10,000 feet was chosen as the optimum flight altitude, to balance between the area to be covered and the scale of photography; to minimize exposure close to the LOC. Since the aircraft was flying from Agra, the scale of the map has to be changed from 1:1 million for the route to 1: 25000 over the target area in steps. The direction to fly was selected to cover the maximum area with the largest possible scale. Except for the first target which was very big to be covered in a single run, all other targets were planned for a single high-speed run. Since the Canberra and Air Defence escorts were operating from different airfields, Leh airfield was selected as a suitable RV point for the first formation and Nun Kun for the second one.

“Photography requires a clear sky over the target area and massive cloud formation over the hills starts by afternoon. So, the photography over all the targets was planned to be complete before noon.” The weather was one of the main issues during the Kargil war. During the initial days of the war (which also continued even during the air operations conducted in later stages), flying was just restricted to a window of just 4 hours in the morning. Flying would resume from around 8:30 in the morning to around 1 PM, as the visibility and weather during this time would be apt for flying. It was reduced post the time as the weather would most likely worsen. This became a common phenomenon especially from late-May to early-July, due to the monsoon.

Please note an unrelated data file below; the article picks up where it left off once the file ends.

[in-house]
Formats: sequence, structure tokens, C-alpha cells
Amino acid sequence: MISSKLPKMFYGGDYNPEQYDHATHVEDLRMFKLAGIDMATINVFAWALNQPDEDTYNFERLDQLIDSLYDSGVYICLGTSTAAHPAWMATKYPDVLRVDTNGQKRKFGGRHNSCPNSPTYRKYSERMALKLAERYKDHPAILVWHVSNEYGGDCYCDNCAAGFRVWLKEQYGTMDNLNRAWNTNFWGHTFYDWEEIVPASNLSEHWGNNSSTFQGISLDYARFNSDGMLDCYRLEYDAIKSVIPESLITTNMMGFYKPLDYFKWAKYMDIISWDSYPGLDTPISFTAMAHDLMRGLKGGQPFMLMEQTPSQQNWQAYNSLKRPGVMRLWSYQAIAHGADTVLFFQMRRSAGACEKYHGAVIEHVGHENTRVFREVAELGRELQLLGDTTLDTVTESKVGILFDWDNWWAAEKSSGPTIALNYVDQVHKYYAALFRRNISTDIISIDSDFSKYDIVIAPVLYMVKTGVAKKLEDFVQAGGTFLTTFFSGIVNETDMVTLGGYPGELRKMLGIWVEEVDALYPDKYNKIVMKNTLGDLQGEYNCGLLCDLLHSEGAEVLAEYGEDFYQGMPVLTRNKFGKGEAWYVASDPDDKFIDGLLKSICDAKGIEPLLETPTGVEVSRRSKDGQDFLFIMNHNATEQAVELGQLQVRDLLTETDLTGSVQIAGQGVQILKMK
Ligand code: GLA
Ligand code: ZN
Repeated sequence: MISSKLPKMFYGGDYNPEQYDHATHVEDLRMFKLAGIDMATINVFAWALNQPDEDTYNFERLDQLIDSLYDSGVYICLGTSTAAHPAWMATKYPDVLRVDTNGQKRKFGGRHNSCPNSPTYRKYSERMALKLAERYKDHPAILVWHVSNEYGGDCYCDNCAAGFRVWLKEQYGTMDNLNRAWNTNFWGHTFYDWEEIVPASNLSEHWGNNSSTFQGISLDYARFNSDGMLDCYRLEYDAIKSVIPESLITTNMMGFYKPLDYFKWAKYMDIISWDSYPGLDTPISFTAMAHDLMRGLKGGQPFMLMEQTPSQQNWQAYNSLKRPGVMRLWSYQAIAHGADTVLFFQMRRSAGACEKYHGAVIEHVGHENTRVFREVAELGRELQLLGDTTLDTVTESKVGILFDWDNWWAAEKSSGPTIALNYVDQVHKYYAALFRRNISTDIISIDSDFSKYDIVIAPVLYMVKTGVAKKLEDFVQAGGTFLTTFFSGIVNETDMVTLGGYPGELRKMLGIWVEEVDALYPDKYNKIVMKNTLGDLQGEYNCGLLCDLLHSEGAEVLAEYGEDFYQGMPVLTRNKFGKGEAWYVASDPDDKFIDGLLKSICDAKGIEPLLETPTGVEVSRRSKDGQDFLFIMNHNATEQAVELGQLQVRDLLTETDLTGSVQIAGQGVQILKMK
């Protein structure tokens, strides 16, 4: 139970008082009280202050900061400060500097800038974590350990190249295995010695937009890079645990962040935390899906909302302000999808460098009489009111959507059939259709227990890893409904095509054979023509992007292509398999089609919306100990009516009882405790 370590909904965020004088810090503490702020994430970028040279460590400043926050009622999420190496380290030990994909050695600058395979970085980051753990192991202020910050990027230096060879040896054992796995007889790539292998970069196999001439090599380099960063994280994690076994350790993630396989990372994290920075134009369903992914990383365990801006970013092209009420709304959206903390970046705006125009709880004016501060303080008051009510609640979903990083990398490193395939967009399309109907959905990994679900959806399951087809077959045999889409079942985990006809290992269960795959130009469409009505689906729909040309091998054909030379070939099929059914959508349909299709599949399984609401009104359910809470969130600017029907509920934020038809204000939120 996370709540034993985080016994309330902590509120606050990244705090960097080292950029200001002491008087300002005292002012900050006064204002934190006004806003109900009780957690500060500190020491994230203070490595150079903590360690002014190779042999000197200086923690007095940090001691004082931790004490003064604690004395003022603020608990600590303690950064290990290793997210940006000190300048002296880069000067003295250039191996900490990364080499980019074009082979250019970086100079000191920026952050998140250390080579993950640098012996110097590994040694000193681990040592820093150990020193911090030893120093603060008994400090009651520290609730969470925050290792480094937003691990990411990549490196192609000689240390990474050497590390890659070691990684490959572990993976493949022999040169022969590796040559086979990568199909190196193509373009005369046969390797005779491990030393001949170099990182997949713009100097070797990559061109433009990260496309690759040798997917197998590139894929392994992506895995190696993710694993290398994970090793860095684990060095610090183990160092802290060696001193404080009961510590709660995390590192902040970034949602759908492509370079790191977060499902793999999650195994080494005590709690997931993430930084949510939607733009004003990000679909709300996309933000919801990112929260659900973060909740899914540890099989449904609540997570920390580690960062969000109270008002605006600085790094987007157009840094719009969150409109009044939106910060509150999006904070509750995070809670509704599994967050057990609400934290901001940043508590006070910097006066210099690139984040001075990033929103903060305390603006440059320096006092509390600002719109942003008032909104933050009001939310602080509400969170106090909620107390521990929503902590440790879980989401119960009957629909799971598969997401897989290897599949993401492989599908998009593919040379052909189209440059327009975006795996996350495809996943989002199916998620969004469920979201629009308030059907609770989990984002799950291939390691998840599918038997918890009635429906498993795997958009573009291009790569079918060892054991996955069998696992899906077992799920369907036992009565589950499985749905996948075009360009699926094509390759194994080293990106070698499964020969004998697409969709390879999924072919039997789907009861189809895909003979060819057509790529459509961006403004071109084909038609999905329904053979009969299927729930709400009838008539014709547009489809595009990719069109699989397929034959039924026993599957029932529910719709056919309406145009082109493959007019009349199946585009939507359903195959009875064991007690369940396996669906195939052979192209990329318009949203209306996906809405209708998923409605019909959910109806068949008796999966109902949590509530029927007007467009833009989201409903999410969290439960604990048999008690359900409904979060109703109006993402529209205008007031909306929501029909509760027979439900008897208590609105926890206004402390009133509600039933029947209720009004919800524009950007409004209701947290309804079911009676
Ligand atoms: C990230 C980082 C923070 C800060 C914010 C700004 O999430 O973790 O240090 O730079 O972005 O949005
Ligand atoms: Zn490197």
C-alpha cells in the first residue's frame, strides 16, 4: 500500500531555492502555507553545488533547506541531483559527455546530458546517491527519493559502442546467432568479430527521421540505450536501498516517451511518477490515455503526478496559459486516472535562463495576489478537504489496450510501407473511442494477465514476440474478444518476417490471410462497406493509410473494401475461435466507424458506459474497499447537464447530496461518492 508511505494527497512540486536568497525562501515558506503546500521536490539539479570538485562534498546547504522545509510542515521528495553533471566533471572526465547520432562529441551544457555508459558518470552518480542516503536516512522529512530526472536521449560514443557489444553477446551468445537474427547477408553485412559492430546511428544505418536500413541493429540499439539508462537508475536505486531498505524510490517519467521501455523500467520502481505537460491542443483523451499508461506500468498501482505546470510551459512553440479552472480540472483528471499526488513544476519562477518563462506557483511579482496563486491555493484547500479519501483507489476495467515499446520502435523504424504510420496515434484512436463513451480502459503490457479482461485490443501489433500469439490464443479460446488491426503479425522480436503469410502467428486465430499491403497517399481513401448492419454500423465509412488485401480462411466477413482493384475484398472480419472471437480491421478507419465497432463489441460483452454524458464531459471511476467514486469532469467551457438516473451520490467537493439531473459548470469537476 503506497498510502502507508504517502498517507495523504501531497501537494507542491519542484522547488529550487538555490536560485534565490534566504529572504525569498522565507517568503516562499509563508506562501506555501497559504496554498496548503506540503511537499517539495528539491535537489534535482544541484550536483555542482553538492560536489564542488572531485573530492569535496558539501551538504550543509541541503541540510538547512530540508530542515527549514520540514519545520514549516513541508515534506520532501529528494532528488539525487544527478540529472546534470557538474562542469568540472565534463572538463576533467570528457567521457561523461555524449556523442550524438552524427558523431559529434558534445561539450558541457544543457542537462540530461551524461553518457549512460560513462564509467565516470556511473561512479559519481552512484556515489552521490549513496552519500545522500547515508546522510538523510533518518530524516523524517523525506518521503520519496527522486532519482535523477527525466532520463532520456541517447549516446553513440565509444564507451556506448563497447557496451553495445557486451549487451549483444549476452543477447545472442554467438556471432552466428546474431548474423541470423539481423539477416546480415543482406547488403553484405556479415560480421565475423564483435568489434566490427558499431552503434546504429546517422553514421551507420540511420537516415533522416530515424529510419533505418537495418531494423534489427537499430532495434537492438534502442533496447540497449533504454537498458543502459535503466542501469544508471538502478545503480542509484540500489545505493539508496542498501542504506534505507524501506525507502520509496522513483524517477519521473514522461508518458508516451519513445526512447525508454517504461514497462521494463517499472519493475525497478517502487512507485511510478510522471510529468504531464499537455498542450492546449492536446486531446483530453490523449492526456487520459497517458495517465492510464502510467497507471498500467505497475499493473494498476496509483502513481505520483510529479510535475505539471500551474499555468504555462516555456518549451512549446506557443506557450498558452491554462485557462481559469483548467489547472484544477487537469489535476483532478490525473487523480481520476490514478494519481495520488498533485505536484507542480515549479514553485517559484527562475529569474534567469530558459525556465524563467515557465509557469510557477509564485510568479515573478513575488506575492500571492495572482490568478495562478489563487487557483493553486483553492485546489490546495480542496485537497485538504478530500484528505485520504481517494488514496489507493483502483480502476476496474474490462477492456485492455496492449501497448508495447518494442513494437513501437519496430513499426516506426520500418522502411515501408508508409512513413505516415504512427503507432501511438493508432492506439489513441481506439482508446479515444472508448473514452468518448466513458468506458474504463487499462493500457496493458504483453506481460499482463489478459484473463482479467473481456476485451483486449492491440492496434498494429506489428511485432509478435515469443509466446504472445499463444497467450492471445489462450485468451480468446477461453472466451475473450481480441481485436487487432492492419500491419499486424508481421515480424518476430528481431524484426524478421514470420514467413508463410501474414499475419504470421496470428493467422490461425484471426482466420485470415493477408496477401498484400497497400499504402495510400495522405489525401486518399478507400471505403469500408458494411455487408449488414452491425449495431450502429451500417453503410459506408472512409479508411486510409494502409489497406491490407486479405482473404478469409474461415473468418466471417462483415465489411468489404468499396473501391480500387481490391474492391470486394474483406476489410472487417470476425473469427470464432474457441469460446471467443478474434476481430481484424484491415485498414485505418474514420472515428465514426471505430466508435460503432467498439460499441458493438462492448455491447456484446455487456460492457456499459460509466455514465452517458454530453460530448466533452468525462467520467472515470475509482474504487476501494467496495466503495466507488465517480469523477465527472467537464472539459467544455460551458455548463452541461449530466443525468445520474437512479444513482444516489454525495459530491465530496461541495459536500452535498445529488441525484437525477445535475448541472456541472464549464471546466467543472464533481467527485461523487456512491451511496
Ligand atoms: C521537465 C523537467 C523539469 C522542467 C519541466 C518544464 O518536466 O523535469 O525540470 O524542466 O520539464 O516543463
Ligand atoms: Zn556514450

“Suspecting ground fire by anti-aircraft guns, the height to fly was selected beyond the reach of these weapons. There was no intelligence input about SAM.” This would be the biggest miscalculation of the sortie. As stated, intelligence earlier didn’t consider the threat of Man-Portable Air Defense Systems (MANPADS). These shoulder-launched, Infrared guided Surface to Air Missiles (SAMs), operate at short ranges, and are a formidable threat to low and in cases medium flying aircraft. The only threat which was considered was Pakistan Army and Pakistan Air Force’s air defense weapons, set up across the LoC.

Q: How would you describe the sortie before the mishap took place?

“It is extremely difficult to find a clear sky over the hills. Hence the first attempt to photograph the target areas was made on 19 May 1999 was abandoned after reaching the target areas. The second attempt was made on 21 May 1999. RV over the Leh airfield was as planned. The first target area was free of any clouds. Both the runs were photographed as planned, however, at the end of the second run, we felt a big jolt with a thud soon”

To Be Continued…

DISCLAIMER: We request the readers to kindly read the series in their respective chronological order, to prevent any miscommunication. All the rights of this content are reserved by The Frontier Vedette, and in case of remixing or reproducing, must have the necessary consent from the Editor in Chief (editor.tfv@gmail.com). All Rights Reserved.

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Straight via the newsdesk of editorial team. Contact: editor.tfv@gmail.com